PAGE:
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FATELESS

"No fate without emotion, no Morricone without that emotion"


Review by Thomas Glorieux:

Its unbelievable the old masters can still make the music count. At the age they proved everything and made everything happen, Ennio Morricone or John Williams still today make their music memorable. No better example then that for Ennio Morricone then Fateless, the Hungarian drama about the suffering of Jews during the Holocaust, and how it affected everything on their path. Ennio Morricone, still at his age took up the baton to write music that soars, but above all music that can silence you and make you still sing with it. Meaning music that silences you because its so full of emotion, and sing with it because its so beautiful. I never have been a fan of Ennio Moricone, at least to the point the fans worshipped him to the ultimate galore. But I knew each composer has still the music inside of him that will be adored by many, if not all. I'm glad it has happened to one of his finest contributions of late. Of course alone the effect the soundtrack has by name immediately asks of you a different meaning, and Fateless demands that from the very first moment. But the wonderful evocative music touches you either from the first try, second, third or last, but it will grab you. Because the wonderful unique touch is present to make you cry with musical words. And the words start from the very first page, 'Fateless' opens softly but the lovely pan flute melody and theme (will make you think of Rain Man alone because of that pan flute) is nonetheless attractive, evocative here because the pan flute wasn't exactly expected, but neither is the theme, which perhaps feels a bit out of place for the genre, but nonetheless fits right in, but I guess that symbolizes Ennio Morricone's sound, mostly you think it doesn't fit with the scenery, but nonetheless it grabs your attention. One of the finest tracks to follow is 'Return to Life', 6 minutes pure of emotion. An organ (fitting?) starts to led the secondary (and most hopeful theme of all) grow with orchestra, light choir and vocal by Lisa Gerrard to the brink the emotion is carrying you towards your inner soul. Music from this level is frankly heard too few these days, and when performed rightly, it still makes all the difference. The pan flute of the first theme ends the track rather gloomy.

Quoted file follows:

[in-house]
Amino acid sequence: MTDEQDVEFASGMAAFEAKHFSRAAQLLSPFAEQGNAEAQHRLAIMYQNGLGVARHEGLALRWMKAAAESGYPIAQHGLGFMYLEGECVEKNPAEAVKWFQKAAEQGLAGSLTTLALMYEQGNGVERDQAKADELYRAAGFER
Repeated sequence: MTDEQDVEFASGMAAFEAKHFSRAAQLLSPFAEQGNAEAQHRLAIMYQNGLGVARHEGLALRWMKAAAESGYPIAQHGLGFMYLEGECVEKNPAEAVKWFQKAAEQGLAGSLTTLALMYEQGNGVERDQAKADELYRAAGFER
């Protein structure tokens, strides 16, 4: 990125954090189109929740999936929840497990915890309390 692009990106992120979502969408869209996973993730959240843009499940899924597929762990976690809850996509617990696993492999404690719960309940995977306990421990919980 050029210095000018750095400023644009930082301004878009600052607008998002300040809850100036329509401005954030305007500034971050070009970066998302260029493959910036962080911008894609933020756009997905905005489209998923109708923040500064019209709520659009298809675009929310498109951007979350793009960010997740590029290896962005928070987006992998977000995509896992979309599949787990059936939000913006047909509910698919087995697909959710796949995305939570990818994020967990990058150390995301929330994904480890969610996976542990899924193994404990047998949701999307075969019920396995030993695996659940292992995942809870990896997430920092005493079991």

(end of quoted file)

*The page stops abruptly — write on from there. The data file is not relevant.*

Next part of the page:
The feel changes with a slightly more on edge musical approach, 'The Field', dramatic music and its first musical theme constantly growing before its picked up by solo violin. And the constant shifting of themes is noticed again in 'Home Again', here the secondary theme receives the feel by orchestra. 'The Beginning of the Tragedy' is gloomy and yet the rising strings mark the height of the emotion, before the dulcimer reacts over the gloomy atmosphere for a intriguing effective time. But the moments of Lisa Gerrard are still breathtaking any way you like them, this is a different Gerrard then Gladiator, and her wordless voice just equals the strength of the melody, not makes it. But still its the beauty of her singing that creates 'A Song' and 'A Voice from the Inside', bringing tears to your eyes. 'At the Table' is heightened by a warmer, more hopeful meaning of the themes, while the drums signal much darker facts in 'Psychological Destruction'. 'About Solitude' and especially 'About Solitude II' are the secondary theme's pride and its beauty alone by the orchestra's performance as Morricone's feel is mesmerizing. The dulcimer comes back to get the flow a little towards Hungary in 'To Return and to Remember', but the last tracks show all themes returning, in 12 the wonderful secondary theme (and most hopeful), a third theme's signal (which crops up from time to time during the tracks) in 'Voiceless', which is more dramatic growing music and a rather solemn finish of the flute theme in 'Fateless II'. To not be moved by this music is simply to not hear it. To not like this music is simply to not feel for it. To let the music work, is simply listen and accept. The music of Fateless is a feel, an emotion through words, and Morricone made his words musically. That it transcends to a level most scores can't reach is the fact Morricone put his talent, vision and heart into it, making Fateless a score demanding for praise, requiring more attention and opening more hearts, in other words Fateless is truly Morricone's gifted and emotive score of 2005.

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Tracks Single Disc

1. Fateless (3.10)

2. Return To Life (5.57)    Excellent Track

3. The Field (3.27)

4. Home Again (1.50)

5. The Beginning Of The Tragedy (3.58)

6. A Song (1.53)    Excellent Track

7. At The Table (2.43)

8. Psychological Destruction (1.59)

9. About Solitude (1.34)

10. To Return And To Remember (1.54)

11. A Voice From The Inside (3.32)    Excellent Track

12. A Mirror (0.46)

13. About Solitude II (2.42)    Excellent Track

14. Voiceless (1.53)

15. Fateless II (4.38)

Total Length: 42.28

 

The use of artwork or photos is posted for non profitable reasons

=== Link to Composer Site: Ennio Morricone ===

Original Soundtrack by Ennio Morricone

 

Orchestrations by Ennio Morricone

Performed by the Hungarian Radio Orchestra & Choir

Recorded at Hungarian Radio, Studio 22; Hungary

Also See:

Triumph of the Spirit